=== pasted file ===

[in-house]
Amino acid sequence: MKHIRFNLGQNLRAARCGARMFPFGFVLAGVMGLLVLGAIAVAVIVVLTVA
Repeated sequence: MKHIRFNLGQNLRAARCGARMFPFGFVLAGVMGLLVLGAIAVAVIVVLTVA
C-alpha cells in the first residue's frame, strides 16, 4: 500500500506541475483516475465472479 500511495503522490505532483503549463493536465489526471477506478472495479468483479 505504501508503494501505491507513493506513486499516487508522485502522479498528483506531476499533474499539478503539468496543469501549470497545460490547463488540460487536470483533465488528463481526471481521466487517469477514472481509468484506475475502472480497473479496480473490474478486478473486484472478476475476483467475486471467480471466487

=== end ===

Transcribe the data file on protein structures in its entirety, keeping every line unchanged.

[in-house]
Amino acid sequence: MKHIRFNLGQNLRAARCGARMFPFGFVLAGVMGLLVLGAIAVAVIVVLTVA
Repeated sequence: MKHIRFNLGQNLRAARCGARMFPFGFVLAGVMGLLVLGAIAVAVIVVLTVA
C-alpha cells in the first residue's frame, strides 16, 4: 500500500506541475483516475465472479 500511495503522490505532483503549463493536465489526471477506478472495479468483479 505504501508503494501505491507513493506513486499516487508522485502522479498528483506531476499533474499539478503539468496543469501549470497545460490547463488540460487536470483533465488528463481526471481521466487517469477514472481509468484506475475502472480497473479496480473490474478486478473486484472478476475476483467475486471467480471466487